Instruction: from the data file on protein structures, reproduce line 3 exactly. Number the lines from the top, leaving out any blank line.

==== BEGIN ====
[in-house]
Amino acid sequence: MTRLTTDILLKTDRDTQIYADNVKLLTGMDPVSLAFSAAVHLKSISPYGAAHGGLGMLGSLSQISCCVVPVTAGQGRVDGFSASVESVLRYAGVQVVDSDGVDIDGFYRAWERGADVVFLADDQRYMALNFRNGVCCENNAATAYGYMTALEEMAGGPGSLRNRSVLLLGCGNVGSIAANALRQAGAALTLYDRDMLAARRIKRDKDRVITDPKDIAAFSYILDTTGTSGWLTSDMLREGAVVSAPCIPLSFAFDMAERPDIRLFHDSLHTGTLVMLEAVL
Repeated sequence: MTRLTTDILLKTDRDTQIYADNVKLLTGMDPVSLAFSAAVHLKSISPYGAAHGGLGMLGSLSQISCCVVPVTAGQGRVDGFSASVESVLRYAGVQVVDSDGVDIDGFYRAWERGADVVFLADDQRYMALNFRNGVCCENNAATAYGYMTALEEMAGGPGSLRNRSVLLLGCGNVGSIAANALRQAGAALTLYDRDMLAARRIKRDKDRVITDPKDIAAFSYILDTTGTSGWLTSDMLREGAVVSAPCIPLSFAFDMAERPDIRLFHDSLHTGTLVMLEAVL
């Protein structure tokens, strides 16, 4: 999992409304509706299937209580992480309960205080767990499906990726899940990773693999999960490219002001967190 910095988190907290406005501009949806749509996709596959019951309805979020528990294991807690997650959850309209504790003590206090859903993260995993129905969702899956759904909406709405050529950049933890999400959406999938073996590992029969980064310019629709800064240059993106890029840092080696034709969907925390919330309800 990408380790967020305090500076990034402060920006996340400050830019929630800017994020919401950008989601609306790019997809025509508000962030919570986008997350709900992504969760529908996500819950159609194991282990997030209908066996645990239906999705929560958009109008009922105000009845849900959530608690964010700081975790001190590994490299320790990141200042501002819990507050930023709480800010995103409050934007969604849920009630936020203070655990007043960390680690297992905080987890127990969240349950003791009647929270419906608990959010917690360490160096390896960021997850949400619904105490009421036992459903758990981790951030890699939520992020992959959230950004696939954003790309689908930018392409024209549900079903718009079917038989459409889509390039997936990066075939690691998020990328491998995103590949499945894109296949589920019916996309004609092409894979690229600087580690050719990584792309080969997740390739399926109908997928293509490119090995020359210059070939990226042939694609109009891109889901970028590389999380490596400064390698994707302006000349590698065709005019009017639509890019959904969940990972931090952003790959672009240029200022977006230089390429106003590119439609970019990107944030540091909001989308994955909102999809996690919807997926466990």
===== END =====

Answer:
Repeated sequence: MTRLTTDILLKTDRDTQIYADNVKLLTGMDPVSLAFSAAVHLKSISPYGAAHGGLGMLGSLSQISCCVVPVTAGQGRVDGFSASVESVLRYAGVQVVDSDGVDIDGFYRAWERGADVVFLADDQRYMALNFRNGVCCENNAATAYGYMTALEEMAGGPGSLRNRSVLLLGCGNVGSIAANALRQAGAALTLYDRDMLAARRIKRDKDRVITDPKDIAAFSYILDTTGTSGWLTSDMLREGAVVSAPCIPLSFAFDMAERPDIRLFHDSLHTGTLVMLEAVL